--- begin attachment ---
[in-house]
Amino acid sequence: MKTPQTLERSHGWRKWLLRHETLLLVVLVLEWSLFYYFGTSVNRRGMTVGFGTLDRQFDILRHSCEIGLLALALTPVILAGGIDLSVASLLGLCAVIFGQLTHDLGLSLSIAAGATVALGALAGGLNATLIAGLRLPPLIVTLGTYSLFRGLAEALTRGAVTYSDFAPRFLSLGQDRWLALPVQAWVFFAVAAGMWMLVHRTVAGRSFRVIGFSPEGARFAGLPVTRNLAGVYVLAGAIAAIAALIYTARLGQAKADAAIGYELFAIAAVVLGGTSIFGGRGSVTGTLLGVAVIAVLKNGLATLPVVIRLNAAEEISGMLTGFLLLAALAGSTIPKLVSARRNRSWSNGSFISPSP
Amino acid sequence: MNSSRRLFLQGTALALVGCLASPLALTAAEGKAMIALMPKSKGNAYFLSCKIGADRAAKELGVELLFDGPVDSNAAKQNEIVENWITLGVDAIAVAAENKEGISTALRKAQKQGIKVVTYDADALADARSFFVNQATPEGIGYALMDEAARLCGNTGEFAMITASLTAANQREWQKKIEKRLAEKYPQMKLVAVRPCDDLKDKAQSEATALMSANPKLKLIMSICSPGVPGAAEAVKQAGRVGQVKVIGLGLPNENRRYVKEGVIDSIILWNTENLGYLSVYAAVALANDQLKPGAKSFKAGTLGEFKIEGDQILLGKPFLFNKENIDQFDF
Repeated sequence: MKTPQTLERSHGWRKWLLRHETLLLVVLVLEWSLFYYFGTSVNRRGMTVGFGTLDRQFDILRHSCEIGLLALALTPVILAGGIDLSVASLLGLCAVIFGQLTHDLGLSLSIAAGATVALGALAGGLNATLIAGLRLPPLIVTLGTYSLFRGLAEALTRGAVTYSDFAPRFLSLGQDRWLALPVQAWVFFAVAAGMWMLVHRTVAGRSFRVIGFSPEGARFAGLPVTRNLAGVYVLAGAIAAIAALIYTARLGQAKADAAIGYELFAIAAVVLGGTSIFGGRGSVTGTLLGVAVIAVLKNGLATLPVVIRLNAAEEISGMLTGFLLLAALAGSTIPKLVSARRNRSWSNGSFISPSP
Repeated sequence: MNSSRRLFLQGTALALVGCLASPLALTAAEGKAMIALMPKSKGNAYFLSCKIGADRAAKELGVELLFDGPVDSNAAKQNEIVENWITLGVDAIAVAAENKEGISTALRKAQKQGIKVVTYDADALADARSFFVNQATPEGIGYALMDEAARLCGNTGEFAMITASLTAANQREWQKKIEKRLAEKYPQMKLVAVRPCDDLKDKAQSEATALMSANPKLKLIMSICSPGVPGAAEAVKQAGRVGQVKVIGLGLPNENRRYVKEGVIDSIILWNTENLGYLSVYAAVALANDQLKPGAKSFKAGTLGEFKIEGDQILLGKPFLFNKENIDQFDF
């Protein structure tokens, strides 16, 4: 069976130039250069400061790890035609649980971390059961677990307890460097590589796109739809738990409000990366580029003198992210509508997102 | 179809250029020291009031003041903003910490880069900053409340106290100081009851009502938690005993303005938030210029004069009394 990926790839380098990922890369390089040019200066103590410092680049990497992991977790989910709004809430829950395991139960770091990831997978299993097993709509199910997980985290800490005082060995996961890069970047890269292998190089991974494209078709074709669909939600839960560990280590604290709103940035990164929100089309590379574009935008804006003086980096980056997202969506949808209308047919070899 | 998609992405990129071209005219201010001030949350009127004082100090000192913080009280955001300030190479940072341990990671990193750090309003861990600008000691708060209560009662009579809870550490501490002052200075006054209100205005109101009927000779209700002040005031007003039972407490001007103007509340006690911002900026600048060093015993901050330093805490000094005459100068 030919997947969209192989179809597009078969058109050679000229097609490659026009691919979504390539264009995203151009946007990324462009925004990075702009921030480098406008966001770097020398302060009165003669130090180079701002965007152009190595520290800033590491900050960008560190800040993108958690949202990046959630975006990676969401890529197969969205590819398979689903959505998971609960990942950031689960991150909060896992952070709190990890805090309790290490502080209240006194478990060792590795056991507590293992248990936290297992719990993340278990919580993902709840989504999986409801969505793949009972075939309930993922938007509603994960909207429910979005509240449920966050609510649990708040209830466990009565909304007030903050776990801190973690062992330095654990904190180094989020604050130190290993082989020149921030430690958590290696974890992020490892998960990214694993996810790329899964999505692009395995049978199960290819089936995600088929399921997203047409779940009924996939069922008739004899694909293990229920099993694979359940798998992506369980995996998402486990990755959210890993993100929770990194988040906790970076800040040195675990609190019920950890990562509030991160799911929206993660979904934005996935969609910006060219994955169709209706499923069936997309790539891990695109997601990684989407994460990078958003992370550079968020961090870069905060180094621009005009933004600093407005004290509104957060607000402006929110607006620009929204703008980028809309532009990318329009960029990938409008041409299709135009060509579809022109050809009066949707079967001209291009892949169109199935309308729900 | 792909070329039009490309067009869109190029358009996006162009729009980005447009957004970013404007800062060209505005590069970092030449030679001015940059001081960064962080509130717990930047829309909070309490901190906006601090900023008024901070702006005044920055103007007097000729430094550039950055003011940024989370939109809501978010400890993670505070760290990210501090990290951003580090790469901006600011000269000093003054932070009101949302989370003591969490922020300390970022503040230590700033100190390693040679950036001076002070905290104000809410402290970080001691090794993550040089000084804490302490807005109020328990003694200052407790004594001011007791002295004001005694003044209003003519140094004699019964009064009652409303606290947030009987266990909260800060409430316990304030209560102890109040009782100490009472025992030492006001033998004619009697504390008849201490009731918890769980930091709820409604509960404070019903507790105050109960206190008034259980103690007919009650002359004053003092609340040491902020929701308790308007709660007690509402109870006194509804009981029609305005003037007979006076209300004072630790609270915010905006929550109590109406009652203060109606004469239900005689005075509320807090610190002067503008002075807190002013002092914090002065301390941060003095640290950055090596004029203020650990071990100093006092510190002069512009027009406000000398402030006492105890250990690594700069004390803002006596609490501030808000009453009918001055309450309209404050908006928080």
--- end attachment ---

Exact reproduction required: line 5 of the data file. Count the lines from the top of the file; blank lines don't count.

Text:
Repeated sequence: MNSSRRLFLQGTALALVGCLASPLALTAAEGKAMIALMPKSKGNAYFLSCKIGADRAAKELGVELLFDGPVDSNAAKQNEIVENWITLGVDAIAVAAENKEGISTALRKAQKQGIKVVTYDADALADARSFFVNQATPEGIGYALMDEAARLCGNTGEFAMITASLTAANQREWQKKIEKRLAEKYPQMKLVAVRPCDDLKDKAQSEATALMSANPKLKLIMSICSPGVPGAAEAVKQAGRVGQVKVIGLGLPNENRRYVKEGVIDSIILWNTENLGYLSVYAAVALANDQLKPGAKSFKAGTLGEFKIEGDQILLGKPFLFNKENIDQFDF